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European Civil Protection and Humanitarian Aid Operations
News article15 June 2023Directorate-General for European Civil Protection and Humanitarian Aid Operations (ECHO)

Syria and the region: International community mobilises €5.6 billion during the 7th Brussels Conference

Woman and child tapping water from a tank
© European Union, 2021 (photographer: George Ourfalian)

During the 7th Brussels Conference on 'Supporting the future of Syria and the Region' on 15 June, the international community pledged €5.6 billion for 2023 and beyond, including €4.6 billion for 2023 and €1 billion for 2024 and beyond.

The funding pledged today will support people inside Syria and the neighbouring countries hosting Syrian refugees. €3.8 billion of grants were pledged by the EU, with:

  • €2.1 billion from the European Commission
  • €1.7 billion pledged by the EU Member States.

Since the beginning of the crisis in 2011, the EU and its Member States have mobilised over €30 billion to support Syrians in Syria and in the region. In addition, international financial institutions and donors have announced €4 billion in loans, bringing a total of grants and loans to €9.6 billion.

The European Union also published a report on delivery against the pledges made at the 6th Brussels Conference on ‘Supporting the Future of Syria and the Region' held on 10 May 2022, as well as a report on the online survey on consultations with civil society carried out in the run-up to the Conference.

High Representative/Vice-President, Josep Borrell, said: With this Conference, we show year after year that we are not forgetting the Syrian people. As the biggest donor for the Syrian people, the EU needs to – and we want to - make sure that their situation remains high on the international agenda. The Conference is not only the biggest annual pledging event for Syria, it is also a platform to reiterate the commitment of the international community to an overall and comprehensive political solution to the conflict that is in its 13th year.” 

Commissioner for Crisis Management, Janez Lenarčič,said: “The 7th Brussels Conference is the key moment for the international community to jointly tackle the most urgent issues Syrian people are facing after too many years of suffering. The need for improved and sustained humanitarian access to Syria. The necessity of funding people-centred early recovery. The importance of supporting Syrian refugees and their hosts. And, most importantly, the growing gap between funding and rising humanitarian need for Syrians both in the country and the wider region. That is why today’s pledges are so crucial. The most vulnerable Syrians hope for a better future depends on it. The EU and its Member States will continue to do its part.”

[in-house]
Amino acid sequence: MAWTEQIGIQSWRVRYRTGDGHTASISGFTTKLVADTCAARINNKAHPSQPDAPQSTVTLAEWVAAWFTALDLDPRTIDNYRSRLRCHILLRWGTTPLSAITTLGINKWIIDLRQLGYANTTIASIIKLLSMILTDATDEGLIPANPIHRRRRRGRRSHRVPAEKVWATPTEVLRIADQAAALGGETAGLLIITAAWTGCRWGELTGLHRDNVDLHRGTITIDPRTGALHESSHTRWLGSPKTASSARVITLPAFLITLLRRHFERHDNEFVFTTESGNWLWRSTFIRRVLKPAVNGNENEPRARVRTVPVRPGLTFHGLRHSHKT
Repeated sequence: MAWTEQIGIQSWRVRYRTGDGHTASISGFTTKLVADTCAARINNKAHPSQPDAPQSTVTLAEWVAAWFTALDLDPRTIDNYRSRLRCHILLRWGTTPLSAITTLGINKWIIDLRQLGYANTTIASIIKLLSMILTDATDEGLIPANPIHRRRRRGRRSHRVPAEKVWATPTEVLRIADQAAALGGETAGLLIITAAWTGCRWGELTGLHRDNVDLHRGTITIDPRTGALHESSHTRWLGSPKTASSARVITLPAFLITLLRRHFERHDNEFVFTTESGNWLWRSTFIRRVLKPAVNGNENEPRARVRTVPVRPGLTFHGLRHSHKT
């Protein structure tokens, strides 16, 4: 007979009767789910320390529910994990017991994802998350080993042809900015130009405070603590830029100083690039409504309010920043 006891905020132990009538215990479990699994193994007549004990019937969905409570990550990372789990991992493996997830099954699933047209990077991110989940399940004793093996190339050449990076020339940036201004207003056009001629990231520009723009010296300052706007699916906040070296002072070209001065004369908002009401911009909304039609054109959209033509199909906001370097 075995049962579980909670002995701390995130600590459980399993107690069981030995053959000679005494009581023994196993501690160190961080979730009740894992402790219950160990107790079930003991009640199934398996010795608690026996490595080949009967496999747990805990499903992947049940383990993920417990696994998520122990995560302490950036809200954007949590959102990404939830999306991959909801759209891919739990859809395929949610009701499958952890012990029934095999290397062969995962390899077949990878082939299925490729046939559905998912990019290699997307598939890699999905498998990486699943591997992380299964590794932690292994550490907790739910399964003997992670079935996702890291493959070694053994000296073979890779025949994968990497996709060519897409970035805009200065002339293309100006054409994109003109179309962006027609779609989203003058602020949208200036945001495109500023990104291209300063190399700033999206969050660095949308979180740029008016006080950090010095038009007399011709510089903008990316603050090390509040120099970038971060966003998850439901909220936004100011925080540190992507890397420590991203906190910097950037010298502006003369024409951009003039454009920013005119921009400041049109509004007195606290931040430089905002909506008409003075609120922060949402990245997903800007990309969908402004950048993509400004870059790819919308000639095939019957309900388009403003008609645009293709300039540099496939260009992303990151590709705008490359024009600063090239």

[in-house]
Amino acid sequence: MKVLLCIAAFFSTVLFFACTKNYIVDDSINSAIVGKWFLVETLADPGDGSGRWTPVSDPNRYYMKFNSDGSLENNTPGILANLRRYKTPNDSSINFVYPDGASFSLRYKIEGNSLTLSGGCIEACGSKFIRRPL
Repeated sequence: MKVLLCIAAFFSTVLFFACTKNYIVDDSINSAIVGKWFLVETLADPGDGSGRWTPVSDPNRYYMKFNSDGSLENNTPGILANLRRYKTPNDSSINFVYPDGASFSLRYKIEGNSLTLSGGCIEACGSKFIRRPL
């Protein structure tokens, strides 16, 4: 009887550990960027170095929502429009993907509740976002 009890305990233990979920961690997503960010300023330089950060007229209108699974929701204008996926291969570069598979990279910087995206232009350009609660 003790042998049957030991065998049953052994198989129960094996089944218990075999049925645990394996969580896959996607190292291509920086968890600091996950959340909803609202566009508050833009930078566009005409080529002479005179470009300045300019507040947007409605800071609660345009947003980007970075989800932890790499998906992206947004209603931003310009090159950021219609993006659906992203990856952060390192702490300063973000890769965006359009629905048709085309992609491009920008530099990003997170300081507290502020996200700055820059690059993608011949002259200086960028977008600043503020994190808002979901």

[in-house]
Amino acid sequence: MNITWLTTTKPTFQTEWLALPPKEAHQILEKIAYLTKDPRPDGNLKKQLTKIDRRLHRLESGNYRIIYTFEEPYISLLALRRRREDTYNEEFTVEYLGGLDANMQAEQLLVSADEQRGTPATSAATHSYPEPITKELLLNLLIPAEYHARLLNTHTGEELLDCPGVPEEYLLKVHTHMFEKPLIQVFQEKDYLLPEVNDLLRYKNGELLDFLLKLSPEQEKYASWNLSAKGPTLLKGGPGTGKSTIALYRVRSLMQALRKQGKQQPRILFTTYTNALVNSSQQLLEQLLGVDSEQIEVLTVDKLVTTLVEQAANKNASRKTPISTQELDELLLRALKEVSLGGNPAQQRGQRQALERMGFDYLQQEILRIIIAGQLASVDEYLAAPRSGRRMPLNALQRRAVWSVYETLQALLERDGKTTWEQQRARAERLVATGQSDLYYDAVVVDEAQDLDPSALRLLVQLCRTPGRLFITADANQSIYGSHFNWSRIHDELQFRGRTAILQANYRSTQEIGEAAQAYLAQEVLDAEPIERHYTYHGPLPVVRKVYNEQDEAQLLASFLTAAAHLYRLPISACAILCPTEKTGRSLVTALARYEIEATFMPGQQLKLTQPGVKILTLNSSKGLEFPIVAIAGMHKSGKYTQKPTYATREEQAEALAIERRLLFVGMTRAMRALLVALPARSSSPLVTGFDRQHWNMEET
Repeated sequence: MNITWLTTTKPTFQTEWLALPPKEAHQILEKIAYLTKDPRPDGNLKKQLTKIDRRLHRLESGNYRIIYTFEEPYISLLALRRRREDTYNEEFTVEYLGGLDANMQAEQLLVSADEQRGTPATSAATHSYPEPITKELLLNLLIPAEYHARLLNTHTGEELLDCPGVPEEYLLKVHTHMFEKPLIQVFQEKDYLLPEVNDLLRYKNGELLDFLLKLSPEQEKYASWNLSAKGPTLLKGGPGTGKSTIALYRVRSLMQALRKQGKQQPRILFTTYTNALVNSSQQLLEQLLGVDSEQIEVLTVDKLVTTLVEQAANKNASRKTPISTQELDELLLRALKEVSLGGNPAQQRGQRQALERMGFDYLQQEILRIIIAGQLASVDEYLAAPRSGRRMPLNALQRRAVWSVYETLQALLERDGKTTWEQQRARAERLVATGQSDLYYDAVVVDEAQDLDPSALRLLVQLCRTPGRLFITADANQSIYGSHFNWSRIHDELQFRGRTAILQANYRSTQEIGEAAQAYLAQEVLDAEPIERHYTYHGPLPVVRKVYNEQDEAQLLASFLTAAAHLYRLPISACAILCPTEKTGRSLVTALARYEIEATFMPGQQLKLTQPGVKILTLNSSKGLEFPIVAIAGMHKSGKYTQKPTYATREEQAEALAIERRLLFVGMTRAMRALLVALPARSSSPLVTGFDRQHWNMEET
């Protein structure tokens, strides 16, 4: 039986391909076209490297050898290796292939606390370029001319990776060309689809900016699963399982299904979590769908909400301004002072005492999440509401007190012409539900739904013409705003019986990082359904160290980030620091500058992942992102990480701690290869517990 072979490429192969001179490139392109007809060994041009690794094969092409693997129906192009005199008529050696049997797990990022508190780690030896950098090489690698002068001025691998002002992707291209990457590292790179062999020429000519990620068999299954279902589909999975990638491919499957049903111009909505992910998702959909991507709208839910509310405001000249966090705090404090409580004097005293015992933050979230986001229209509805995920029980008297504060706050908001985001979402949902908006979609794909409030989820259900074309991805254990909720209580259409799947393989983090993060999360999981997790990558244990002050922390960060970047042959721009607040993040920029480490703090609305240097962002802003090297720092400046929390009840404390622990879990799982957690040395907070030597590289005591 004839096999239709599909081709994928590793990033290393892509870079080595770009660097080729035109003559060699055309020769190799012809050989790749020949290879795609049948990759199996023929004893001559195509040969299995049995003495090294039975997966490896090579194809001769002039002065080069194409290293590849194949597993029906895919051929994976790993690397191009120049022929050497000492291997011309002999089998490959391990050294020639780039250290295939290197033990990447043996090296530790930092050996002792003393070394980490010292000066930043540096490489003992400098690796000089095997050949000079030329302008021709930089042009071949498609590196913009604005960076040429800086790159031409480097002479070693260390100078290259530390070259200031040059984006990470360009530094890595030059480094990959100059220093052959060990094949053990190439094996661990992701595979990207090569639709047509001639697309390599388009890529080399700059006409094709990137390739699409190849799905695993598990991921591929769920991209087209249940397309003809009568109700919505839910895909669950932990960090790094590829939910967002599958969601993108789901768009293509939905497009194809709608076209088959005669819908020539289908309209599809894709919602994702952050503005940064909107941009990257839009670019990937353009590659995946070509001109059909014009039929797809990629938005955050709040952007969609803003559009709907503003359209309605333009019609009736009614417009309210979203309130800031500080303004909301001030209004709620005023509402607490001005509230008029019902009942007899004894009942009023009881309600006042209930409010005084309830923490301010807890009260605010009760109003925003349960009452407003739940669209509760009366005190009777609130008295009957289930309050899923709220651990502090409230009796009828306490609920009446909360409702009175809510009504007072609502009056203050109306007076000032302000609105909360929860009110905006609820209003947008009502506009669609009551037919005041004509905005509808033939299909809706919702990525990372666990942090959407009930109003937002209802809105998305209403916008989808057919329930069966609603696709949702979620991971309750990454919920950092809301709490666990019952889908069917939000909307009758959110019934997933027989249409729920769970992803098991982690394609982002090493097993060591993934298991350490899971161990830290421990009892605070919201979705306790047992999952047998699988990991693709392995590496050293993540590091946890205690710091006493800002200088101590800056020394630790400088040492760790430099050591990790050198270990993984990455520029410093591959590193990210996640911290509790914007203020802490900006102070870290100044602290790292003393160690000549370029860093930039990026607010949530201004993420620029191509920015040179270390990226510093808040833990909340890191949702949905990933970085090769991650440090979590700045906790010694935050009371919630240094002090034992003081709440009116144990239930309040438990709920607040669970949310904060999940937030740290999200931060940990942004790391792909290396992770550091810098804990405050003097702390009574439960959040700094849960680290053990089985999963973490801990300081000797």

Commissioner for Neighbourhood and Enlargement, Olivér Várhelyi, said: “Once again this year, as in the past seven years, the Brussels VII Conference reaffirmed the international community’s political and financial support to address the growing needs of all those affected by the Syrian crisis, both in Syria and in the region where millions of refugees are hosted. Today, the European Commission is pledging €2.12 billion for 2023 and 2024 for the Syrian refugees and host communities across the region to provide basic services, quality education, livelihoods, healthcare, water and sanitation."


Since 2017, Brussels Conferences address critical humanitarian and resilience issues affecting Syrians in Syria and neighbouring countries, as well as those which impact communities hosting Syrian refugees in the region.

The Conferences aim to renew the international community's political and financial support for Syria's neighbours, particularly Jordan, Lebanon and Türkiye, as well as Egypt and Iraq.

A special Donors' Conference was held earlier this year to support the people in Türkiye and Syria in the wake of February's devastating earthquakes. Today's Conference remains the main pledging event this year for Syria and its neighbouring countries.

Yesterday, on 14 June, the Day of Dialogue provided an interactive platform for dialogue between civil society actors from inside Syria, the region as well as the diaspora, refugee-hosting countries, operational partners engaged in the Syria response, the European Union and the participation of other key partners, including the United Nations and the Red Cross and Red Crescent Movement. 

More than 40 side events were also organised in the margins of the Brussels VII Conference, initiated and organised by civil society organisations, participating countries, the United Nations and international organisations.

Furthermore, today, Commissioner Olivér Várhelyi and Commissioner Janez Lenarčič also announced an additional €10.5 million for the International Committee of the Red Cross (ICRC) in Syria, as part of the EU's overall pledge.

This funding comes on top of our ongoing funding for ICRC. ICRC aims to prevent the collapse of critical water infrastructure and provide safe water to the Syrian population in a more sustainable way.

After 12 years of conflict, mass displacement and climate emergencies, nearly half of the Syrian population relies on unsafe water. Building resilience and sustainable humanitarian impact through access to safe water is critical to improving the lives of Syrians.